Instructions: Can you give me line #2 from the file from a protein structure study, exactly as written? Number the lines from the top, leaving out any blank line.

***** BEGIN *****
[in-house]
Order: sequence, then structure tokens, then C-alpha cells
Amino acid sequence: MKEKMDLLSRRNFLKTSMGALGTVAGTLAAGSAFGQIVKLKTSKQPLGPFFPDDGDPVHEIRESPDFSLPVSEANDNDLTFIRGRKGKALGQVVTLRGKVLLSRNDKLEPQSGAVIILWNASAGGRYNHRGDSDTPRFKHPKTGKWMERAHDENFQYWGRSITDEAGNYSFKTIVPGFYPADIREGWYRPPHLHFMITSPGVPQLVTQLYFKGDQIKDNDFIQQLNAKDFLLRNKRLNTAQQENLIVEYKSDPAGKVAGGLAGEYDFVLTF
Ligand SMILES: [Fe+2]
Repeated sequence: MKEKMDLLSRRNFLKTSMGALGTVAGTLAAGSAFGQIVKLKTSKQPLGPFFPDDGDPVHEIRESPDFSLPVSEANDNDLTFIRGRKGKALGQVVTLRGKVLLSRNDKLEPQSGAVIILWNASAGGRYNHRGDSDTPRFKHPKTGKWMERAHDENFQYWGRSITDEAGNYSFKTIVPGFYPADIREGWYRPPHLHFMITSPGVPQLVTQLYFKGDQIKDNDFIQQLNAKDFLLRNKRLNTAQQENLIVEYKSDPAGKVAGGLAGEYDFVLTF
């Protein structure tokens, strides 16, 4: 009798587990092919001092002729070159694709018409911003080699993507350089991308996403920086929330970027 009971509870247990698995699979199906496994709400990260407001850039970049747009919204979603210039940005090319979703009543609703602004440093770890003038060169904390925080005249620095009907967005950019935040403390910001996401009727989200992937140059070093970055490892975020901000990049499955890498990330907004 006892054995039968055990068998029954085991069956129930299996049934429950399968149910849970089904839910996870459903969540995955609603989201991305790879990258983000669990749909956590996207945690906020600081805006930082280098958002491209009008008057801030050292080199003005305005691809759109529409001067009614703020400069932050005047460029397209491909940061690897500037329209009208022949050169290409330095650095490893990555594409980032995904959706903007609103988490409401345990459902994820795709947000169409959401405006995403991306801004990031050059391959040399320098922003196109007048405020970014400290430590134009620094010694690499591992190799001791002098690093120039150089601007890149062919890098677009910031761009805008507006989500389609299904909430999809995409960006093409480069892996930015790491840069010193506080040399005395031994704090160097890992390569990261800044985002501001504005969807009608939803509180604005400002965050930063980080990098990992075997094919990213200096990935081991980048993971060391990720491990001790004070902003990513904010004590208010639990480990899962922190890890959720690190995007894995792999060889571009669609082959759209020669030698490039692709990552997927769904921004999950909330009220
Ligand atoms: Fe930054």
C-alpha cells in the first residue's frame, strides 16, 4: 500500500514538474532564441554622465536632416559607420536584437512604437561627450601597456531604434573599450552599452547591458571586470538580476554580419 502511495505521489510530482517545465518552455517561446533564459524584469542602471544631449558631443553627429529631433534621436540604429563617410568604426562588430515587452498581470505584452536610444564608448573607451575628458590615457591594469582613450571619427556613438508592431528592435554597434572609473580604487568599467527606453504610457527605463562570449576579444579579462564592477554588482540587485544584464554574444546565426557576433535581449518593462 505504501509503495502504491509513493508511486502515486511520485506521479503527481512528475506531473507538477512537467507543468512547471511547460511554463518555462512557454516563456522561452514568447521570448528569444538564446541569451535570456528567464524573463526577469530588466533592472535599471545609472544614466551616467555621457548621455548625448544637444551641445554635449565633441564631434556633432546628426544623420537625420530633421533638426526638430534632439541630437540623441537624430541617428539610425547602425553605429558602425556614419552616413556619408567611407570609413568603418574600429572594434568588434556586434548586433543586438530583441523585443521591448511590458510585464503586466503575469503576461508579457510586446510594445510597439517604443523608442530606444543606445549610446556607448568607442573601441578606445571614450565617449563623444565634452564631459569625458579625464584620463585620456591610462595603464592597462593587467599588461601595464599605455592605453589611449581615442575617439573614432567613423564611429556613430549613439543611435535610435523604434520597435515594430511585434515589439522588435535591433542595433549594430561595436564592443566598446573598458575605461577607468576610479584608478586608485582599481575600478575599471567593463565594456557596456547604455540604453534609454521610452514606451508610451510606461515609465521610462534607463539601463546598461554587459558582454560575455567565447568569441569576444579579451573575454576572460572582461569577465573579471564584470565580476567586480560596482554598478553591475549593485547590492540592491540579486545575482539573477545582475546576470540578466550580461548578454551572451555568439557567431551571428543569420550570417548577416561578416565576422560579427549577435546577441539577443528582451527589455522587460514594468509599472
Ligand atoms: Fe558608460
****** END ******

Order: sequence, then structure tokens, then C-alpha cells